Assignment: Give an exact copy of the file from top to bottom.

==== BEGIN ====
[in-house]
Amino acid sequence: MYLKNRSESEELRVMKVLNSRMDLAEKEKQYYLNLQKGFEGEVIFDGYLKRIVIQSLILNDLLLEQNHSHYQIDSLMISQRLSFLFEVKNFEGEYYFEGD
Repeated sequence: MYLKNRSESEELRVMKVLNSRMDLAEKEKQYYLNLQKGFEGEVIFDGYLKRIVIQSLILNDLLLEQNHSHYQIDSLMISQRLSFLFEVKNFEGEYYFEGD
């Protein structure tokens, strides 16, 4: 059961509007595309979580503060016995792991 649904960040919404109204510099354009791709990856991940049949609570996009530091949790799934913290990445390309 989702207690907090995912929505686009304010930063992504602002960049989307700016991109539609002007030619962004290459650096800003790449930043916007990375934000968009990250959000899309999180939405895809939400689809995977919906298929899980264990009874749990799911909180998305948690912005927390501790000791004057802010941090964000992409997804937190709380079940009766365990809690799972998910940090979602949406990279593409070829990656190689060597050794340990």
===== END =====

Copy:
[in-house]
Amino acid sequence: MYLKNRSESEELRVMKVLNSRMDLAEKEKQYYLNLQKGFEGEVIFDGYLKRIVIQSLILNDLLLEQNHSHYQIDSLMISQRLSFLFEVKNFEGEYYFEGD
Repeated sequence: MYLKNRSESEELRVMKVLNSRMDLAEKEKQYYLNLQKGFEGEVIFDGYLKRIVIQSLILNDLLLEQNHSHYQIDSLMISQRLSFLFEVKNFEGEYYFEGD
């Protein structure tokens, strides 16, 4: 059961509007595309979580503060016995792991 649904960040919404109204510099354009791709990856991940049949609570996009530091949790799934913290990445390309 989702207690907090995912929505686009304010930063992504602002960049989307700016991109539609002007030619962004290459650096800003790449930043916007990375934000968009990250959000899309999180939405895809939400689809995977919906298929899980264990009874749990799911909180998305948690912005927390501790000791004057802010941090964000992409997804937190709380079940009766365990809690799972998910940090979602949406990279593409070829990656190689060597050794340990």